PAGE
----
Plymouth (Mass.) Pilgrimage

Some of the best trips are autumn trips. And one memorable possibility is a visit to Plymouth, Mass., where the first Thanksgiving Day was held in 1623. This historic site of the first British colony in New England is an instructive and entertaining place for anyone. It should be high on the list of places for parents to take their children. The main attractions are Mayflower II, Plimoth Plantation, and Hobbamock's Homesite.

Starting with the Mayflower
As everyone learned in school, the pilgrims risked all to seek religious freedom in the so-called New

Mayflower II
World. They set sail with their meager worldly possessions in a small ship, the Mayflower. Just what a risk that was is graphically brought home by a tour of Mayflower II, a full-scale replica of the original ship docked on the waterfront at State Pier near the Plymouth Rock.

Mayflower II, built in 1955, is just over 106 feet long. The original Mayflower, on the voyage that took it to Plymouth Rock in 1620, carried 102 passengers and 26 crew members. Today, a dedicated group of people don the costumes and attitudes of the early 1600's to tell visitors what life was like in that era. They are trained to stay faithfully in character and never let on they know anything about life beyond the spring of 1621.

When we paid our admission and went aboard, a 1620's seaman haughtily told us that the pilgrim passengers are just another cargo to him. They stay below deck and set up makeshift partitions of sheets to give them a little privacy in their cramped quarters. There is no need for them to cook. They don't work so they don't need hot meals. The crew, on the other hand does, and cooks food on a brick stove in the fo'c'sle, or crew's quarters, near the bow.

Everywhere on the ship costumed men and women living in 1621 go about their lives, tending to the vessel, sewing and mending, and giving demonstrations of everyday skills in use at the time. Visitors mingle with them and ask them questions, which they thoughtfully answer as long as the question does not involve anything after 1621. You can't get them to break character. (Everyone tries.) It is an extraordinary performance.

On to Plimoth Plantation
This replica of the 1627 village built by pilgrim families is a nonprofit living-history museum. Surrounded by stockade fencing, it consists of daub and wattle houses with thatched roofs, a fort, animal pens, storehouses, and "beasthouses" for cows and other livestock. Like the Mayflower II, it is staffed by costumed people living in 1627 and speaking in the accents of England or Holland from which they came.

The people go about their everyday business, allowing visitors to watch them sawing boards, repairing their houses, cooking food, and tending their kitchen gardens––little plots built up and surrounded by stones. We were treated to the sight of two women sitting outside a house plucking feathers from freshly killed geese and taking care to save the down for bedding. We chatted about hygiene with a woman pulling carrots from her garden. She flatly stated that bathing is bad for the health and warned us not to take more than two baths a year. It was sufficient to brush and air the clothes about once a month.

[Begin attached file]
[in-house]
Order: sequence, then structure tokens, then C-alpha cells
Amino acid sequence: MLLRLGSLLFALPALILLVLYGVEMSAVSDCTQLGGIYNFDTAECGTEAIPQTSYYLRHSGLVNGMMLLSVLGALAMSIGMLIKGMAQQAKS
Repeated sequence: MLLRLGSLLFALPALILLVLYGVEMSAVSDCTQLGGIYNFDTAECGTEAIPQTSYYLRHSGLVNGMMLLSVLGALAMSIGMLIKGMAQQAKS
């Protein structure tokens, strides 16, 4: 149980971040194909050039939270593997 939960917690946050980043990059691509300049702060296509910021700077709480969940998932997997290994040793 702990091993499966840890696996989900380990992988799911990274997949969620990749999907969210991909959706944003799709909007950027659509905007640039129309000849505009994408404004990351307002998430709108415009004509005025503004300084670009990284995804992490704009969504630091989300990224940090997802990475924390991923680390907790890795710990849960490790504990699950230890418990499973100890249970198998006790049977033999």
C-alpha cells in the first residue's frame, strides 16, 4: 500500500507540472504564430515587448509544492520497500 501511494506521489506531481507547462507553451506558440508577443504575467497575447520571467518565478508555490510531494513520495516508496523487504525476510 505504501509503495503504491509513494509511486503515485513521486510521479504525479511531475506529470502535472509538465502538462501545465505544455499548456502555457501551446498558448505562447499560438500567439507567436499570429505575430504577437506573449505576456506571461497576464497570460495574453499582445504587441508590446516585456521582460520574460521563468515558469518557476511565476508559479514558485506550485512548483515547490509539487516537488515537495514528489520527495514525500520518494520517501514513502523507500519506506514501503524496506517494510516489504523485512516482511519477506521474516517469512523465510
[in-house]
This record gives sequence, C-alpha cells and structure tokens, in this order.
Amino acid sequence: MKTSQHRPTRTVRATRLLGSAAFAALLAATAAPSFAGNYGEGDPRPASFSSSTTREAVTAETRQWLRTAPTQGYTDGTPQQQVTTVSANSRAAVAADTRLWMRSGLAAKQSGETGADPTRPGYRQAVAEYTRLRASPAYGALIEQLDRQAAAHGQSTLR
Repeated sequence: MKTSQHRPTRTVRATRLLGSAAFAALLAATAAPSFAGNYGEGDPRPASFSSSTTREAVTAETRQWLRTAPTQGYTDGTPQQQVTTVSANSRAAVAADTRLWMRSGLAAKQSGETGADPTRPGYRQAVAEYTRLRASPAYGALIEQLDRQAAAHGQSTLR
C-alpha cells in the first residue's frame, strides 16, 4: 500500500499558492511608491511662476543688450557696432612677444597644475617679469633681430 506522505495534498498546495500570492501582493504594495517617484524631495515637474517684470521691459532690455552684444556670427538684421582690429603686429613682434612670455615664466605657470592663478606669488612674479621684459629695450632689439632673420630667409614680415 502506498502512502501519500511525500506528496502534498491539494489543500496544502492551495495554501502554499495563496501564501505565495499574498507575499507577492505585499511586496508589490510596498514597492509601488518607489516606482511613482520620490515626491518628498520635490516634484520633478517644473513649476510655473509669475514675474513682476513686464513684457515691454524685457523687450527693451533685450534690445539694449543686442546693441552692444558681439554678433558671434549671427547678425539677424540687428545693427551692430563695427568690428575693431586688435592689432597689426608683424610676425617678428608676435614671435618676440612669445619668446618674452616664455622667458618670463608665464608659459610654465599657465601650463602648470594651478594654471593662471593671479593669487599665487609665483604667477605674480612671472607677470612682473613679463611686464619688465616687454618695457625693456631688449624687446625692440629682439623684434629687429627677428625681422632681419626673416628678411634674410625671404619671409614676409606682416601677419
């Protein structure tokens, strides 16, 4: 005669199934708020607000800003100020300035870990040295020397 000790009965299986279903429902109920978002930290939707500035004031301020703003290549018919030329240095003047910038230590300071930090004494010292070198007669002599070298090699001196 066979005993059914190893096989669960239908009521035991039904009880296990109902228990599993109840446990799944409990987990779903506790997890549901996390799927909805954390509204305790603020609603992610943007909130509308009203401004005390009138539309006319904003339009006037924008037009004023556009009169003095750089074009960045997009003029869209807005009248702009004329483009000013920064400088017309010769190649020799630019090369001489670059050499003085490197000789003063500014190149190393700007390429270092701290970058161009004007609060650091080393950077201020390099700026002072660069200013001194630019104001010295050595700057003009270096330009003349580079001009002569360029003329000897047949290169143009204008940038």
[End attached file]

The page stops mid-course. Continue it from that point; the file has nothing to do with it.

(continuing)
Inside another house, a woman was cooking a chicken in an iron pot hanging from hooks over a fire in the middle of the floor. Each house was different, and each family had some unique insight to provide into early 17th century colonial lifestyles.

Hobbamock's Homesite
A short walk down a nature trail brings us to Hobbamock's Homesite, where an Indian man of the Wampanoag tribe lived with his family in the early 1600's. This site is staffed by Native Americans dressed in 17th-Century Wampanoag clothing. They are living, however, in the 20th century and answer visitors' questions about Wampanoag life at the time the Europeans came. On the river bank are replicas of canoes used at the time. The homesite consists of Hobbamock's house made of tree limbs and branches, the women's house, and a small round house for other family members.

20th-Century delights
The modern city of Plymouth also offers much to do. There is shopping, whale watching, and of course, eating. Being on Cape Cod Bay there is plenty of seafood around and many fine restaurants with names like Hearth 'n Kettle and Mug 'n Muffin. One of the treats that is hard to get anywhere other than the Cape Cod area is a lobster roll. This is a unique sandwich on a specially shaped roll filled with chucks of freshly caught lobster. The best are found at the carryout restaurants along the water front.

Although fall might be an ideal time for your Plymouth Pilgrimage, it's fun to visit at any time of year for young and older alike.

Would you like more information on how to plan your trip to Plymouth and Cape Cod?

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